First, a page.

This bread is beloved in Paris – and a relic of Jewish history

You don’t hear much about pletzel these days. For one thing, it’s an Ashkenazi Jewish flatbread that’s topped with raw onions and poppy seeds. On the other hand, it is a district of Paris.

The name comes from Yiddish for “little place”, as in a small area within a city. (Technically, the Yiddish spelling of the neighborhood is “פּלעצל”, which transliterates to “pletzl”. Flatbread, on the other hand, is more commonly spelled “pletzel”.) Le Pletzl in Paris is in the Marais du Fourth District. A nondescript plaque on the corner of Rue des Rosiers and Rue Ferdinand Duval tells the story of Ashkenazi Jews rushing to Paris in the late 19th century, fleeing persecution mainly pogroms throughout the Russian Empire. Jewish immigrants continued to arrive in the city from Romania, Russia and throughout the Austro-Hungarian Empire.

I’ve traveled to places where my Jewish ancestors came from, like northeastern Slovakia and northern Romania: plates are rare and Jewish bakeries, butchers and delis are mostly non-existent. But in the Pletzl of Paris, there is a glimpse of Jewish life left untouched by time. Restaurant and bakery signs are covered in Hebrew characters and you can see the tzitzit, fringes worn mostly by Orthodox Jewish men, swaying with the bounce of their step.

But I came to Pletzl for one reason, and one reason only: to visit Florence Kahn’s bakery. I first heard about her bakery when I spotted her cookbook, “Yiddish Cuisine: Authentic and Delicious Jewish Recipes,” on the shelves of my local bagel shop in Berlin, Fine Bagels. I was drawn to the book by its use of the word “Yiddish” in the foreground. “Yiddish” simply means “Jew” in the Yiddish language, but you don’t usually see it on a book cover.

Kahn met me outside his bakery on a beautiful fall afternoon. I had been there earlier in the day for lunch. There was a queue at the door and the few tables outside were full. An incredibly adorable older couple started singing along to each other while standing behind me like they were in their own musical and we were just extras.

Dragging inside, I ordered in a panic the first thing I saw in front of me in broken French. Luckily what I saw was a sign promoting their “pletzel sandwich”. In the end, it was like finding premium whiskey at an open bar.

All recipes are family recipes, Kahn told me when we sat down a few hours later. They come from her mother, her grandmother and her ex-husband’s family. “We don’t change the ingredients,” she said. “It’s always the same thing.”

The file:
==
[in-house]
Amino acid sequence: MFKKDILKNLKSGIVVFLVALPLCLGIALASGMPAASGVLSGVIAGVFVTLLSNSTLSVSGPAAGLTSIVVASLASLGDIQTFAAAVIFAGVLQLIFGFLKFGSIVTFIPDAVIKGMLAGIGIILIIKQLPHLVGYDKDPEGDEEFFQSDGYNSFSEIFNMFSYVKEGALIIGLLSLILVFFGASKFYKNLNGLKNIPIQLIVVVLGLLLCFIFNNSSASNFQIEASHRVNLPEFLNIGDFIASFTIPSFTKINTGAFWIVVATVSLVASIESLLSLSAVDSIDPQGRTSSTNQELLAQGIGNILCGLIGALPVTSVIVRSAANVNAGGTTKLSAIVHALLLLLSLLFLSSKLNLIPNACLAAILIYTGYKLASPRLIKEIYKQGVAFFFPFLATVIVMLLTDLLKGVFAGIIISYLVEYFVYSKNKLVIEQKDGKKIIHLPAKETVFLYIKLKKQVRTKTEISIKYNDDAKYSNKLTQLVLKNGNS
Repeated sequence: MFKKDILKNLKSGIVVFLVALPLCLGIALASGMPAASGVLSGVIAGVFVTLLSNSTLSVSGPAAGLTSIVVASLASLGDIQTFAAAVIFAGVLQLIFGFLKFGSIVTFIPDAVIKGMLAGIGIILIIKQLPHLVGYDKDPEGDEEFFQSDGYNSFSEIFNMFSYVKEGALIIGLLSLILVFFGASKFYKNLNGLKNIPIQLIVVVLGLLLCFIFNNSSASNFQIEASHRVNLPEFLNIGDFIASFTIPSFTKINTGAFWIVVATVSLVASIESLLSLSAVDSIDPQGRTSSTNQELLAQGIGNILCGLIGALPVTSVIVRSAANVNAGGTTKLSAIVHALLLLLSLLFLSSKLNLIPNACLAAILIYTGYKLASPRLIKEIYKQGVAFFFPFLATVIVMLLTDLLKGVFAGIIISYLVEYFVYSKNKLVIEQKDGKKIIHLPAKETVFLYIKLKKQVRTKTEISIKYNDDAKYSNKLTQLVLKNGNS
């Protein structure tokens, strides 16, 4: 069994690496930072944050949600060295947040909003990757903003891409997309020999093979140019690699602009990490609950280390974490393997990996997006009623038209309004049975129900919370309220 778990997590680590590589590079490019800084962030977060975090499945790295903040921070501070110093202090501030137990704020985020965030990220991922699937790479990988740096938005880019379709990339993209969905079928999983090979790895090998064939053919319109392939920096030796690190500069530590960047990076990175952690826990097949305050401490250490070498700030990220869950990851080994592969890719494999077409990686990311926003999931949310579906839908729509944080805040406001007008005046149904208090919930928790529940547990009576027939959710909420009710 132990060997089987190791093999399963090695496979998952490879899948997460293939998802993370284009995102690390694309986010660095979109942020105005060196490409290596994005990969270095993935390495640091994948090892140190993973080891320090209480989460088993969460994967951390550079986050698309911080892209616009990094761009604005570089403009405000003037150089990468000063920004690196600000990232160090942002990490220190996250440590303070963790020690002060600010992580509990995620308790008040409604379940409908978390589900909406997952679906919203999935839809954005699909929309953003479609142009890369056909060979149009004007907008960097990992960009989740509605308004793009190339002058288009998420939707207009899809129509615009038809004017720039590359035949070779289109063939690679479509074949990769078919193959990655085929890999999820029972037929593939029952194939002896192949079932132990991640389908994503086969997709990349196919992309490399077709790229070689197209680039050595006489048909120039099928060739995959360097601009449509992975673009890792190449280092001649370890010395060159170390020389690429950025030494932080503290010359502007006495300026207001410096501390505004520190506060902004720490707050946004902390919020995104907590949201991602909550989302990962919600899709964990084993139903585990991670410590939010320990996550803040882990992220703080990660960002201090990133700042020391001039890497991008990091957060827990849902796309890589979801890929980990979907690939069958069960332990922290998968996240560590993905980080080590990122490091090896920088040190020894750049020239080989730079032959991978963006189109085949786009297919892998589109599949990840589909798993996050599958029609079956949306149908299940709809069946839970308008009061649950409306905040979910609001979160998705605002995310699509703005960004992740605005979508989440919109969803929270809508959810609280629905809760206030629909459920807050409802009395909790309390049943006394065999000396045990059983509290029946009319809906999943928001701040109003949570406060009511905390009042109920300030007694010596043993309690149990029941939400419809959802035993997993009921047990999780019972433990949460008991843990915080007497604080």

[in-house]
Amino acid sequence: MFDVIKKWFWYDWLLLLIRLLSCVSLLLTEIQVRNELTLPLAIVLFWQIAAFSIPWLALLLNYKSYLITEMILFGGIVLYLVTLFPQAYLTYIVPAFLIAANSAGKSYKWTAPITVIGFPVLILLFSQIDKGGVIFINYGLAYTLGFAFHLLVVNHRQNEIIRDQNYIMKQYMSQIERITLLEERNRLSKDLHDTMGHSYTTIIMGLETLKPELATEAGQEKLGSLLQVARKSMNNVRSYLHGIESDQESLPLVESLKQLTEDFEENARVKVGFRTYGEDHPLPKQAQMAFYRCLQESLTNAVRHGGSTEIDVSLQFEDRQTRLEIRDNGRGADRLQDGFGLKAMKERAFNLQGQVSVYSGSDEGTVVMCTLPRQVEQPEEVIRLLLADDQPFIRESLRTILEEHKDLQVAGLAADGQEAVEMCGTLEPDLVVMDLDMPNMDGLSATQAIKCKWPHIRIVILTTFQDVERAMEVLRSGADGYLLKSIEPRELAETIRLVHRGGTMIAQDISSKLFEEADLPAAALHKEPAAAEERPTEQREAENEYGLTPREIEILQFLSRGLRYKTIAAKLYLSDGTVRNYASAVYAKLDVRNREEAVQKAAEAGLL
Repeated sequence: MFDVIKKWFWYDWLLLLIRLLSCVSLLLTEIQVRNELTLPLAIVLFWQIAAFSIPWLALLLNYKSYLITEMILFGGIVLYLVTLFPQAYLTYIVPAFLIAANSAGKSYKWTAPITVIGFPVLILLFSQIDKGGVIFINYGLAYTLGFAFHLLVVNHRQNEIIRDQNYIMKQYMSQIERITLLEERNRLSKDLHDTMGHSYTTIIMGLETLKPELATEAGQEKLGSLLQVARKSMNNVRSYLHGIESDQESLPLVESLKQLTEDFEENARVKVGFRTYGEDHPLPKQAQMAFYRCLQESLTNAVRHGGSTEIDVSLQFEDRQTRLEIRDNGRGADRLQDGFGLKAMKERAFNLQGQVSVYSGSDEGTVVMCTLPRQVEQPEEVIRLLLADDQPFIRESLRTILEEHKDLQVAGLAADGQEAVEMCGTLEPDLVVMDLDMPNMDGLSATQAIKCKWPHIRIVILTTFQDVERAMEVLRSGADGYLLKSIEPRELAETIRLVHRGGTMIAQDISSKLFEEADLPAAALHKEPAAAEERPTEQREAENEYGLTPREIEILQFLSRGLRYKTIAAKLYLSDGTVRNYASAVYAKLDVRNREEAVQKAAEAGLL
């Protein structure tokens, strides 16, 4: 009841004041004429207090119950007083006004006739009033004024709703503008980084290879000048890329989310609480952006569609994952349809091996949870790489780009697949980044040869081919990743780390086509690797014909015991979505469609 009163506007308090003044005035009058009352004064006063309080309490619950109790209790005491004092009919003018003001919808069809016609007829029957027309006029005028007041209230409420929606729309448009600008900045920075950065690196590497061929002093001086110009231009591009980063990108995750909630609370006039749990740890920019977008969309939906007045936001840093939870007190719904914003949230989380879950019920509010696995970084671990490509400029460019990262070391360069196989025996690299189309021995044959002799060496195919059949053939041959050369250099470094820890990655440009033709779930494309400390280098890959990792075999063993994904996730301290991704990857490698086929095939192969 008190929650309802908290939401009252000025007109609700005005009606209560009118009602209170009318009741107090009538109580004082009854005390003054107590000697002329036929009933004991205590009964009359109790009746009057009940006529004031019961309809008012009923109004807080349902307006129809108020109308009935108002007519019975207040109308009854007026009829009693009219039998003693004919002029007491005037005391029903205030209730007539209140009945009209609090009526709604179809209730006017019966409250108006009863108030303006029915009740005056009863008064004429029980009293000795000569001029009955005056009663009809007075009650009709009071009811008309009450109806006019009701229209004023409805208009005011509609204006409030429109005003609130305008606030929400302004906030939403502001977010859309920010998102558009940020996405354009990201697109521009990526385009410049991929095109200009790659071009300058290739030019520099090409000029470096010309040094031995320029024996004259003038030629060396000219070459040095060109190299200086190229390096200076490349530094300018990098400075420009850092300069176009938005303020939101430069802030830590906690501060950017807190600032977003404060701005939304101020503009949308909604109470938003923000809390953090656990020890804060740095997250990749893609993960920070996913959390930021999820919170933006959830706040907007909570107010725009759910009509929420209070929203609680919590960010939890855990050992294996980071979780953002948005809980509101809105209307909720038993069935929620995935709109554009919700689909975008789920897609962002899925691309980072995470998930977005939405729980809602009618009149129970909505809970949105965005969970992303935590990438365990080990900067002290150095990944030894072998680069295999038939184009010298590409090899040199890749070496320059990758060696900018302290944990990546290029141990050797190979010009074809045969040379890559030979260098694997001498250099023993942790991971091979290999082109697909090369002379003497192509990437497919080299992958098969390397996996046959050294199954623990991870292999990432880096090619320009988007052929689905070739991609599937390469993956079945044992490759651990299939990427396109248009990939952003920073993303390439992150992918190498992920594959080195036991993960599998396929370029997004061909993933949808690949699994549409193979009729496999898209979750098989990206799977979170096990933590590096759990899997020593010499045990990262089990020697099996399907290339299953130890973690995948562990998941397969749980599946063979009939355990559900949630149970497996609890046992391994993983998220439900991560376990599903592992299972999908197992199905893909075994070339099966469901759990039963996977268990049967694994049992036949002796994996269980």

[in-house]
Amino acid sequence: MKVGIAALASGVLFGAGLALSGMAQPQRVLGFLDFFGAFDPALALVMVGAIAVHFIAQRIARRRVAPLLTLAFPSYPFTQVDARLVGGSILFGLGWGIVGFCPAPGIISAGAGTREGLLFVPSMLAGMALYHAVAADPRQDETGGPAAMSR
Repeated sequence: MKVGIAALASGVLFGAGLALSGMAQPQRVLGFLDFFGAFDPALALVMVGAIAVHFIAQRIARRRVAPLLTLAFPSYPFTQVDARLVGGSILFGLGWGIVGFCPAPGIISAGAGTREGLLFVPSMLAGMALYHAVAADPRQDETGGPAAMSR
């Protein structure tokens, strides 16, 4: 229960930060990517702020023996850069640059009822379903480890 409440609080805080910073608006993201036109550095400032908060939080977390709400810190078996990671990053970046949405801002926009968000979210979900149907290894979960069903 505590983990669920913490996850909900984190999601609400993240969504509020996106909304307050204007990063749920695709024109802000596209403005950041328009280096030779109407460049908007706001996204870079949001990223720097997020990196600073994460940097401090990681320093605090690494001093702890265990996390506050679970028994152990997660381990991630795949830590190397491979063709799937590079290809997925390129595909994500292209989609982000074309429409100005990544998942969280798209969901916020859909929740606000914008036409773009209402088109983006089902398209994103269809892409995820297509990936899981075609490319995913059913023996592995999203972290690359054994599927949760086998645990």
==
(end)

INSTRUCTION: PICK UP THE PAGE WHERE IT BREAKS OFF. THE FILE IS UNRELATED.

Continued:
Kahn said it was essential for her to open a Yiddish bakery in the neighborhood, but she’s not sure why. But after thinking about it for a moment, she found an answer. “I noticed that the Holocaust survivors, their relatives and their descendants, had lost the taste of their childhood,” she said. “I feel like I was on a mission to bring that back to people.” But it’s not just about looking back. It is about preserving a culinary heritage for future generations. “That’s it,” she said of Yiddish cooking. “It’s my life.”

As family members who grew up eating these dishes pass away, Kahn worries that younger generations will lose the classic Yiddish recipes. His cookbook and his bakery are intended to preserve this culinary heritage so that he can live on.

But back to that pletzel – the sandwich, not the square. Traditionally, a pletzel is a simple flatbread with onions and poppy seeds. At Florence Kahn, it’s a more puffy onion sandwich bread filled with pastrami, turkey or corned beef; garnished with eggplant, caviar, red peppers, tomatoes, cucumbers and pickles.

Food writer Arthur Schwartz called the historic pletzel “hard bread” in an episode of “Joan Knows Best.” “You need good teeth for the pletzel.” Of course, flatbreads aren’t unique to Ashkenazi Jewish cuisine, but Schwartz says it’s the onions that make it a Jewish dish. “Onions were the main flavoring in Eastern European Jewish food,” he said. “Because we didn’t have much else.” In the episode, Joan Nathan, a matriarch of contemporary Ashkenazi Jewish cuisine, speculates that most 1930s New York City residents used leftover challah batter to make their pletzels.

When I thought about what to stuff into my dream pletzel, my mind immediately went to sabich, the Israeli pita sandwich brought into the country by Iraqi Jews. Similar to a falafel wrap, sabich are stuffed with hummus, fried eggplant, tomato and cucumber salad, and hard-boiled eggs, then topped with tahini, spicy zhug, and a tangy pickled mango called amba. To make my own pletzel-pita hybrid, I adapted my challah recipe with white whole wheat flour, olive oil and a little honey before stuffing and covering the dough with onions and poppy seeds. I also leaned towards adapting Kahn’s sandwich, which makes it a thicker, chewier loaf than the flatter variety. It’s a sandwich that touches on Jewish culinary roots from Eastern Europe to the Middle East. It’s a sandwich full of context, relying on simple ingredients and flavors. It’s a sandwich that brings me back to a special little place, the Pletzl in Paris.